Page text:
In this example, the function should reverse the string, but it doesn’t. Even though the unit test has 100 percent coverage, it never actually checks if the string is reversed. It’s only checking that the return value is not “None.” The test case could just execute the code without actually testing anything and still achieve 100 percent code coverage. The tester should double-check the quality of these tests or create tests that actually verify the functionality.
do_nothing = rev_string("Test String")
This line will execute rev_string but not actually test it, still achieving 100 percent coverage. In these cases the tester could help the developer think through the proper ways to test the functionality to fill in the testing gap.
This example shows a very common situation where the code has some error checking but is not fully tested. The code coverage for all the code created for this article is 98 percent, but the one missing test here is an important one.
def missing_important( a, b) :
if a is None :
a = 1 / 0 #intention bug
# exception handling not tested
self.assertEqual (missing_important(1,2), 3)
Unit testing is a fantastic way to test exception handling because the developer has full control of the context and can inject the conditions necessary to test the errors. The tester, working at system level or through an API, might not be able to create the condition where, in this example, the variable “a” has the value of “None.”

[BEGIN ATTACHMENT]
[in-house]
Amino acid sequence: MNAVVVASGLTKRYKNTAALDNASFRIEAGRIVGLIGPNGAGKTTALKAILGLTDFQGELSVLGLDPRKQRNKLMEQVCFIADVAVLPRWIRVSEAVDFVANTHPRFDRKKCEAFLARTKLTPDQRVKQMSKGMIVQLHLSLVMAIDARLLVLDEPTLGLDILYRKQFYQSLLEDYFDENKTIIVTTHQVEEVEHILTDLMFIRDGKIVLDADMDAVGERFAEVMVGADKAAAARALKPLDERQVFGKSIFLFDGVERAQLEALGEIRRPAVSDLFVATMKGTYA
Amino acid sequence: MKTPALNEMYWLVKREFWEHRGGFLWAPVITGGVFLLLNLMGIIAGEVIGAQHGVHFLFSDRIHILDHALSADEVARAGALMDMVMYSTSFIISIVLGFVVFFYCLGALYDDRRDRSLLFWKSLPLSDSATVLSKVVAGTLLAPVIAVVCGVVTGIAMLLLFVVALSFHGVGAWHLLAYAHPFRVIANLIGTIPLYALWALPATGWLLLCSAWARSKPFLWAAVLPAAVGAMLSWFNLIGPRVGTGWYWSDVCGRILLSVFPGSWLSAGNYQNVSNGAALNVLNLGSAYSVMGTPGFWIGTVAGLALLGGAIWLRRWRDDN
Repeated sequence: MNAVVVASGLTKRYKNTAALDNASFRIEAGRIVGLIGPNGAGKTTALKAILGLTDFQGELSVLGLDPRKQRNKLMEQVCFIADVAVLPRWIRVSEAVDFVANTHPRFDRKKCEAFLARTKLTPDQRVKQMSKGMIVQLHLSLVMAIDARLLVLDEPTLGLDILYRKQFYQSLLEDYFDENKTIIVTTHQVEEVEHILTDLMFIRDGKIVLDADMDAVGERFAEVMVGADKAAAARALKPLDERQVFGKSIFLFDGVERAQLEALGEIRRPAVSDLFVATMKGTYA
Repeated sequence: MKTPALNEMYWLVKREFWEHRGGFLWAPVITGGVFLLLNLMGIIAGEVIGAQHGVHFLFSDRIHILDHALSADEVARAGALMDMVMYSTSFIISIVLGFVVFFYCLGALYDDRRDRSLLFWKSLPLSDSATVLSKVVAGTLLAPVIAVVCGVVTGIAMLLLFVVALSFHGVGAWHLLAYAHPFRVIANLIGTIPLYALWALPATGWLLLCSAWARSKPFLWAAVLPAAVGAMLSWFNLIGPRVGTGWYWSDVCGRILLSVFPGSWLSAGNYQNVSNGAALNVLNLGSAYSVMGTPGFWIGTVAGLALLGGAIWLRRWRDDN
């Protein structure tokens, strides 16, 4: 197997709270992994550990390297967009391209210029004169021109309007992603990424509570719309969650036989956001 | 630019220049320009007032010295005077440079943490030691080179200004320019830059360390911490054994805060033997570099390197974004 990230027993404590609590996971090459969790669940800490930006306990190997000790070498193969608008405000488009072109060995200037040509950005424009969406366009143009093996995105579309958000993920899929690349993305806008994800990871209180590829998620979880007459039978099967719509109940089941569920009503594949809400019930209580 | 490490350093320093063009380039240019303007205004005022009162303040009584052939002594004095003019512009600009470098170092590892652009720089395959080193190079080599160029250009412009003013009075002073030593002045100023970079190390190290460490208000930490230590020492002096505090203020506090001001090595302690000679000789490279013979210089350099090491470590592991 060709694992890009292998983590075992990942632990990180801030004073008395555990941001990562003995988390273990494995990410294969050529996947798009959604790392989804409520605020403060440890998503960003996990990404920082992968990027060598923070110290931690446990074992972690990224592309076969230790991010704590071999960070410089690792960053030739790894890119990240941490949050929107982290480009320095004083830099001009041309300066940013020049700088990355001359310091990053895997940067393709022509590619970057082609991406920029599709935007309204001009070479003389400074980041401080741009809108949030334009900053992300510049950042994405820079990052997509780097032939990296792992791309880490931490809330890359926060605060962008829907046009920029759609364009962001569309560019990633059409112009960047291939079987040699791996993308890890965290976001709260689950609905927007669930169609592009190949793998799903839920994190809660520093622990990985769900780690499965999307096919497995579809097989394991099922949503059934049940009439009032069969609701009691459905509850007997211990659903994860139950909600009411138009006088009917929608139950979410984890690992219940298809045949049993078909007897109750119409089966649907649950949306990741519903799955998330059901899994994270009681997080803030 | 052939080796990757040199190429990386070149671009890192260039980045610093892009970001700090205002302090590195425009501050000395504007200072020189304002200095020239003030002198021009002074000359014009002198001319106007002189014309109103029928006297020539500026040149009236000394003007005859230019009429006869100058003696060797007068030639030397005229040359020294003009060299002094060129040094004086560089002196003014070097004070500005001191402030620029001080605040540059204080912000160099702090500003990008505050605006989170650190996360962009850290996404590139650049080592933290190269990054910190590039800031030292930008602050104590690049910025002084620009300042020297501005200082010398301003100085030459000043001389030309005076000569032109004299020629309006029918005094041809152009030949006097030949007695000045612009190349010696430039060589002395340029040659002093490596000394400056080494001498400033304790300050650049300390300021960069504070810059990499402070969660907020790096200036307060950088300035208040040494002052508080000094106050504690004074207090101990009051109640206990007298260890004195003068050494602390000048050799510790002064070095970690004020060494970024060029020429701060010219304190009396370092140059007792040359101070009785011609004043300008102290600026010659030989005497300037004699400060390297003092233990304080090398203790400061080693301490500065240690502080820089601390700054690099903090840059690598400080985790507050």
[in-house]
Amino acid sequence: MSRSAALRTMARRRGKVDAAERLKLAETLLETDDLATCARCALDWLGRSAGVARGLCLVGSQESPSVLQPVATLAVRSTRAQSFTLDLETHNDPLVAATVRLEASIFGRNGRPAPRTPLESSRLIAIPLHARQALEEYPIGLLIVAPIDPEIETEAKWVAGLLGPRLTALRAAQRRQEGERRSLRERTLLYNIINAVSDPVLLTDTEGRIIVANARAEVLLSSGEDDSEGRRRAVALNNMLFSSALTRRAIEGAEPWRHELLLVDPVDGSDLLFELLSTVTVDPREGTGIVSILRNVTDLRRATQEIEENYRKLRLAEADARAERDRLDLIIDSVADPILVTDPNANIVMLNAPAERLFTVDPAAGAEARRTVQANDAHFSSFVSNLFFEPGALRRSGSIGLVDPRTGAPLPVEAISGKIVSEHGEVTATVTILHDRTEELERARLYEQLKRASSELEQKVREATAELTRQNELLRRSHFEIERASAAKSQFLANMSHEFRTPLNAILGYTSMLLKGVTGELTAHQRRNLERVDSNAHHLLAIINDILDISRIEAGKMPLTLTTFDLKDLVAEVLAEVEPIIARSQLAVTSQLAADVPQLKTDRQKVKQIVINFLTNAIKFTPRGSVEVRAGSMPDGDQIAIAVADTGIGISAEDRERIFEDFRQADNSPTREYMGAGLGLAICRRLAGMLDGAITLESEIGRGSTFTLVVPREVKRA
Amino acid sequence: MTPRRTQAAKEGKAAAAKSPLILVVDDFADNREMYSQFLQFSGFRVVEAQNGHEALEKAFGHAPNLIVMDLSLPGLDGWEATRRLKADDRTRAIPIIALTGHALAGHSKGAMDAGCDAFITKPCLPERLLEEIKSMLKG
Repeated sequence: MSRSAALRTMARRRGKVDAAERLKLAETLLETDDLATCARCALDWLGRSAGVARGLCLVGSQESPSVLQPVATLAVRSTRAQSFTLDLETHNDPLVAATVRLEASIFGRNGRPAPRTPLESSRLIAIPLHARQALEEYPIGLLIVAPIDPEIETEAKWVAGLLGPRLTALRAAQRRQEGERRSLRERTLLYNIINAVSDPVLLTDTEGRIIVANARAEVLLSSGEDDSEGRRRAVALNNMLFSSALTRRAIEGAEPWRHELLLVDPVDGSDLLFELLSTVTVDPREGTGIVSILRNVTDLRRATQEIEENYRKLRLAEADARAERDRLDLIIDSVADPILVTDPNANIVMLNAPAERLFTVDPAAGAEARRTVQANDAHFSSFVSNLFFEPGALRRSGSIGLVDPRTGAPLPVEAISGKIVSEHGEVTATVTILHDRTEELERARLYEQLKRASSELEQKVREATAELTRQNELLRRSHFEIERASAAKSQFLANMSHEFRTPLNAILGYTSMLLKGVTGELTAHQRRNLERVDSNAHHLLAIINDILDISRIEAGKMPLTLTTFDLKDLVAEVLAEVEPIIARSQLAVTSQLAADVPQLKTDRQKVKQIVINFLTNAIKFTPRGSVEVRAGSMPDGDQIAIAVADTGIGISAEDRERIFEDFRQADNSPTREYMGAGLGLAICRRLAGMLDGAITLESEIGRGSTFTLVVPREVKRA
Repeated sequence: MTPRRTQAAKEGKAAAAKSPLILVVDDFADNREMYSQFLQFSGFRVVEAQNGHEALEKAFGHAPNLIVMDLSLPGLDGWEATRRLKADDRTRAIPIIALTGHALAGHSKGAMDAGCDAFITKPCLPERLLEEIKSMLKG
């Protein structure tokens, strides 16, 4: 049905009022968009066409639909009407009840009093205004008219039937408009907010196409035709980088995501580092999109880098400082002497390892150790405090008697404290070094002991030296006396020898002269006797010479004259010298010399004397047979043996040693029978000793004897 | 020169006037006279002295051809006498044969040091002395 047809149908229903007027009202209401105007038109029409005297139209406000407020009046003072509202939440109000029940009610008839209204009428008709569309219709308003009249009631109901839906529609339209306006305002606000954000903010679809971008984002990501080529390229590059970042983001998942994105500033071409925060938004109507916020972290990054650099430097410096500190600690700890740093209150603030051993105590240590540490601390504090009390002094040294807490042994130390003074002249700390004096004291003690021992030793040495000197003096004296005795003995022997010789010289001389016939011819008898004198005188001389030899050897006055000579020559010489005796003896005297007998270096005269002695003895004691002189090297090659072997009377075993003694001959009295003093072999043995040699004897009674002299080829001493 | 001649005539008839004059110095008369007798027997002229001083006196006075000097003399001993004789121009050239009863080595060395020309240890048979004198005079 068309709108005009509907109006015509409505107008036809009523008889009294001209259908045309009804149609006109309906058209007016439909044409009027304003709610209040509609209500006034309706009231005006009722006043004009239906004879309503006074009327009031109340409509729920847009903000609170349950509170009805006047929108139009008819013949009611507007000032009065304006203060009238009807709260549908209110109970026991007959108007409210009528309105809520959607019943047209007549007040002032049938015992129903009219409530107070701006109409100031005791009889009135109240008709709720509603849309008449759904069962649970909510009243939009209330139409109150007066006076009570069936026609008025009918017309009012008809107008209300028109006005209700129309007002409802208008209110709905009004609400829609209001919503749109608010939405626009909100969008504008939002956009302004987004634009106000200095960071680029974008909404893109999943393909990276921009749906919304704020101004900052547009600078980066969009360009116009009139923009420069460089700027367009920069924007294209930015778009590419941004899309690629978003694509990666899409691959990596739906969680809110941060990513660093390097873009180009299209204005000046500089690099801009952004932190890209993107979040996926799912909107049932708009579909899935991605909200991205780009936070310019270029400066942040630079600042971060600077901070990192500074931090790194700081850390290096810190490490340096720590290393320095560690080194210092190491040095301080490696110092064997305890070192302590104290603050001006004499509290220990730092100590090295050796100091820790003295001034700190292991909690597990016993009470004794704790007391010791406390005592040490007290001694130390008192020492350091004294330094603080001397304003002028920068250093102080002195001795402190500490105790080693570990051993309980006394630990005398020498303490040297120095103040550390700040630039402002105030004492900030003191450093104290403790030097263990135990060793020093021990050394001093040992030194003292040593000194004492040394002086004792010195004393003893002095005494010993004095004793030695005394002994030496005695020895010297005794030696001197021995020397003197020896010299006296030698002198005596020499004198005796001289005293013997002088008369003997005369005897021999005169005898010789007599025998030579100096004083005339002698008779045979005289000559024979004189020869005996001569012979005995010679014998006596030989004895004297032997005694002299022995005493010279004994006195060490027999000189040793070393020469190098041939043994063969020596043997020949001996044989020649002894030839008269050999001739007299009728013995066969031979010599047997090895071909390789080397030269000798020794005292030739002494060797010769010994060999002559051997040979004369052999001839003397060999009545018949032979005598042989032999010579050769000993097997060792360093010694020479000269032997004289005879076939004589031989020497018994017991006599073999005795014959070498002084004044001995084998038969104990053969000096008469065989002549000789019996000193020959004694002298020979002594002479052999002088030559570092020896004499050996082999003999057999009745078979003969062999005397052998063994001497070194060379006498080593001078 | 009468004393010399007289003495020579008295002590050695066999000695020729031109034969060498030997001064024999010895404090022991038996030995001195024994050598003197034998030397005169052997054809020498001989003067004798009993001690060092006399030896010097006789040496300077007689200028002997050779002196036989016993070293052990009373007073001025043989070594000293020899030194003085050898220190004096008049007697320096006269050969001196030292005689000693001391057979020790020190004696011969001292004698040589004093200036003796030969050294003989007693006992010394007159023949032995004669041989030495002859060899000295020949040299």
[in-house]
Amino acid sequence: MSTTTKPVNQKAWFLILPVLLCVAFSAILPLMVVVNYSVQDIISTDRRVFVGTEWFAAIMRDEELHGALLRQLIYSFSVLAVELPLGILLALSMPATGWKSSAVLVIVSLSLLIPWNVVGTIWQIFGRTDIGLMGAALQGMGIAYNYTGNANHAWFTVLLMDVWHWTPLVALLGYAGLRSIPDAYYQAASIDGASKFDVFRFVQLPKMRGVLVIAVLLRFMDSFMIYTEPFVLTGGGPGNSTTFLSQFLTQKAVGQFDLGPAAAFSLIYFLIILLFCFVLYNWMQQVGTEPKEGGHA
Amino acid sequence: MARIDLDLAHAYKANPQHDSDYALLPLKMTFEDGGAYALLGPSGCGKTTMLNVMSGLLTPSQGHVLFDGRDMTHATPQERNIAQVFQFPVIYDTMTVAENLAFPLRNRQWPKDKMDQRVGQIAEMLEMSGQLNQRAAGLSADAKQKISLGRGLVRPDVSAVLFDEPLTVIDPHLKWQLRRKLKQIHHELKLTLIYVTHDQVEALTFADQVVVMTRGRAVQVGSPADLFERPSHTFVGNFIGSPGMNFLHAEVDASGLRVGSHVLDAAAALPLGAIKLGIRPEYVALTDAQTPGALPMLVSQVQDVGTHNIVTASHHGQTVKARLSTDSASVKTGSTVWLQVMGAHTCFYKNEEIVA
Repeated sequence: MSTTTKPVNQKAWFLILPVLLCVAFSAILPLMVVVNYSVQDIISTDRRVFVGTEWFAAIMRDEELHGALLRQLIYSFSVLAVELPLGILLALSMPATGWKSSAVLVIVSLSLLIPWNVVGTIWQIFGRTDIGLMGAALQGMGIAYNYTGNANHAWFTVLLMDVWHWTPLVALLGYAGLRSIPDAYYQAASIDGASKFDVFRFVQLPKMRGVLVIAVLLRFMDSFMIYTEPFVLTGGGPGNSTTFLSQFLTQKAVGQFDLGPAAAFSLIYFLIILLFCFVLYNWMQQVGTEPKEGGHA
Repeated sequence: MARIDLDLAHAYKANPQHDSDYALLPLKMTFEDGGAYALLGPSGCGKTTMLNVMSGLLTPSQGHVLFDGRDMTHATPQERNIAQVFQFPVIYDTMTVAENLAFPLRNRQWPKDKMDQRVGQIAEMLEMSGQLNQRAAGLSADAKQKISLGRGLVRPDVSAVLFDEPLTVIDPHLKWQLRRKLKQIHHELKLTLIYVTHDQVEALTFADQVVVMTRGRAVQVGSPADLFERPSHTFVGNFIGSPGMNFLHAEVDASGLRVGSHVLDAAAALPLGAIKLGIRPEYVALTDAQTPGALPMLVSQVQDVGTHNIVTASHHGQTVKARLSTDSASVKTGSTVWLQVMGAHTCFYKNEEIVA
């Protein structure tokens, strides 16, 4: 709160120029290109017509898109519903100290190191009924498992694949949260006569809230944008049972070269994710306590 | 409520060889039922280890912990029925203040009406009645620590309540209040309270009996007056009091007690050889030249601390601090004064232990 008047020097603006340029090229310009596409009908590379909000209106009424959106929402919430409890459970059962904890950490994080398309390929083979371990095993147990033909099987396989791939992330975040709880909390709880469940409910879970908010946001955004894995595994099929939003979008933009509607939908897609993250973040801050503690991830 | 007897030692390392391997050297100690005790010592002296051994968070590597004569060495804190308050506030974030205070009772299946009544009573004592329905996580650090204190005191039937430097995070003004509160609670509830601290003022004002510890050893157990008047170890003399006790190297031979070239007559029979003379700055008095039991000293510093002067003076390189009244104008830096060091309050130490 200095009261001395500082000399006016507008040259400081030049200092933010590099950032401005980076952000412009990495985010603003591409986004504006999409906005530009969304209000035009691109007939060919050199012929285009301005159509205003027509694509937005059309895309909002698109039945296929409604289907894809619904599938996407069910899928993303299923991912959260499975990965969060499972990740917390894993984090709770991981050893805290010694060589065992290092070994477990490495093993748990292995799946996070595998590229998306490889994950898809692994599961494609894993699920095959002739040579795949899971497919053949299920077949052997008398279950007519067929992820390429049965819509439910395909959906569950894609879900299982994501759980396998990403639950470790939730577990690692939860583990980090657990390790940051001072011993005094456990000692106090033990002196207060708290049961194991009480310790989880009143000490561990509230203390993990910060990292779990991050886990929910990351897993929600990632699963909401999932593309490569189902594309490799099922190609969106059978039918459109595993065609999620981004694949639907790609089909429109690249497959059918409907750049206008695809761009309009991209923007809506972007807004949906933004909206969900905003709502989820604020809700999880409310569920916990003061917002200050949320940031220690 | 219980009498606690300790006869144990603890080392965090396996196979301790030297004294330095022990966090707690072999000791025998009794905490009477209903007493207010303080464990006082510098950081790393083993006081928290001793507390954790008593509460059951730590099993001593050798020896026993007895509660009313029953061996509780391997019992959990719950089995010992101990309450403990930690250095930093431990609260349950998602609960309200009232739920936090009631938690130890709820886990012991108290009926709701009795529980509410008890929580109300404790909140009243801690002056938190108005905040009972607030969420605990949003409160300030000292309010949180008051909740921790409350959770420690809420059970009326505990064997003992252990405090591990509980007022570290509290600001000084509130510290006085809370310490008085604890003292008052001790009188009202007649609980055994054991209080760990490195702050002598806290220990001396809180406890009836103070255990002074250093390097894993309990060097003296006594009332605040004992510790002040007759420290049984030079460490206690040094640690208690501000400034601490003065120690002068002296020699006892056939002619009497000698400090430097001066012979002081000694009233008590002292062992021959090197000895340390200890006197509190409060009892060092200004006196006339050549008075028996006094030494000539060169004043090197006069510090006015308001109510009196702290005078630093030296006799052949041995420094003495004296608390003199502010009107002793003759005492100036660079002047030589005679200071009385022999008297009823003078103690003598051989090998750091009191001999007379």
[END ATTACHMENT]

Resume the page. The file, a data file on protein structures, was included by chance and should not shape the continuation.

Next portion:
Next Steps for Testing
These examples are simple in order to demonstrate these points, and of course in practice, unit tests are valuable. But a high percentage of unit test coverage does not automatically equal high code quality; the tests need to be effective, as well.
Testers are still needed to review the unit tests to make sure they are the best tests possible, to improve or supplement unit tests with tests of their own, to keep the customer requirements perspective in mind when reviewing the unit tests, and to identify areas that are covered by unit testing that can help optimize the integration and system tests.
If you have other suggestions, please mention them in the comments section below.